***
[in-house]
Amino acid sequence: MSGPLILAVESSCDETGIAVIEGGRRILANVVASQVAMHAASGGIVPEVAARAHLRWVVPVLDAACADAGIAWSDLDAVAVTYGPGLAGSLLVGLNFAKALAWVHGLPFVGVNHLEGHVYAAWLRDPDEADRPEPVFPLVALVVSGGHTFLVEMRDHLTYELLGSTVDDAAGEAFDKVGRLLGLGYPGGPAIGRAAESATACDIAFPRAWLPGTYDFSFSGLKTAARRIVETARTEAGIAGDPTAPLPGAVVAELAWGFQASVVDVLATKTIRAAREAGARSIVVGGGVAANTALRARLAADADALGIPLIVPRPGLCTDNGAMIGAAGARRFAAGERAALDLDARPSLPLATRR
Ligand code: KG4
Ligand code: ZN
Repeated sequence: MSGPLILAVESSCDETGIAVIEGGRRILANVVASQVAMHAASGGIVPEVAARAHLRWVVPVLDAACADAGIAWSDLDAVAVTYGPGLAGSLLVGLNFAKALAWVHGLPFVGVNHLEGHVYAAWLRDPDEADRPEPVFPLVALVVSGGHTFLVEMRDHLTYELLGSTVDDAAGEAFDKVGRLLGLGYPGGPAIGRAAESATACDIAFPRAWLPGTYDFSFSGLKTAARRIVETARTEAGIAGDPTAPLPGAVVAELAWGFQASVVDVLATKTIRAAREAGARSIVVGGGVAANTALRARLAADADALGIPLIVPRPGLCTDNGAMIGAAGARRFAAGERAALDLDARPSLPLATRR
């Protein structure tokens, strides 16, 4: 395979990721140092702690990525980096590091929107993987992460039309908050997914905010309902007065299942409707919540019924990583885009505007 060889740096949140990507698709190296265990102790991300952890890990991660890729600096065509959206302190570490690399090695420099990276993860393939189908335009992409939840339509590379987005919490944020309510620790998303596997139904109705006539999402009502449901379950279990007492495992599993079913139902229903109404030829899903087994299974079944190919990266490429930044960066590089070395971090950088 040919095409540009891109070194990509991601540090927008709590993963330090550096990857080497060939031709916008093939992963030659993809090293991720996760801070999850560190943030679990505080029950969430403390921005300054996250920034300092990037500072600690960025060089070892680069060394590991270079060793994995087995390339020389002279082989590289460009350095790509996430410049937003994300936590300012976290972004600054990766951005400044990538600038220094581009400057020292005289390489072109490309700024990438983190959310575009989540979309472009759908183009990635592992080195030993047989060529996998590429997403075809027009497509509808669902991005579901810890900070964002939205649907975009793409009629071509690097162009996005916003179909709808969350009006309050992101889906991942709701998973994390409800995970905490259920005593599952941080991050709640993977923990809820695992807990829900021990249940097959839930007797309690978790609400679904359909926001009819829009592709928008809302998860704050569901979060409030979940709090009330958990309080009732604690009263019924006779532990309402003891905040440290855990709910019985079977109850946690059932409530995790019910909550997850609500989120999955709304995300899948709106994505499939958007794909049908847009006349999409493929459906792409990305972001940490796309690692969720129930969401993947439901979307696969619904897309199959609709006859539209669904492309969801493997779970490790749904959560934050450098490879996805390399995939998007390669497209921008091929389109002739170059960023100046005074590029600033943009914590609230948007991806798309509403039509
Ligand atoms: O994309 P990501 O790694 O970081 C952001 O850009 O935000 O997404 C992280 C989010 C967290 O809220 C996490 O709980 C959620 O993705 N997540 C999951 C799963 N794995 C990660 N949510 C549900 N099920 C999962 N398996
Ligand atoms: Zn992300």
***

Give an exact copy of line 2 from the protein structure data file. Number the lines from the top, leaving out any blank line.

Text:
Amino acid sequence: MSGPLILAVESSCDETGIAVIEGGRRILANVVASQVAMHAASGGIVPEVAARAHLRWVVPVLDAACADAGIAWSDLDAVAVTYGPGLAGSLLVGLNFAKALAWVHGLPFVGVNHLEGHVYAAWLRDPDEADRPEPVFPLVALVVSGGHTFLVEMRDHLTYELLGSTVDDAAGEAFDKVGRLLGLGYPGGPAIGRAAESATACDIAFPRAWLPGTYDFSFSGLKTAARRIVETARTEAGIAGDPTAPLPGAVVAELAWGFQASVVDVLATKTIRAAREAGARSIVVGGGVAANTALRARLAADADALGIPLIVPRPGLCTDNGAMIGAAGARRFAAGERAALDLDARPSLPLATRR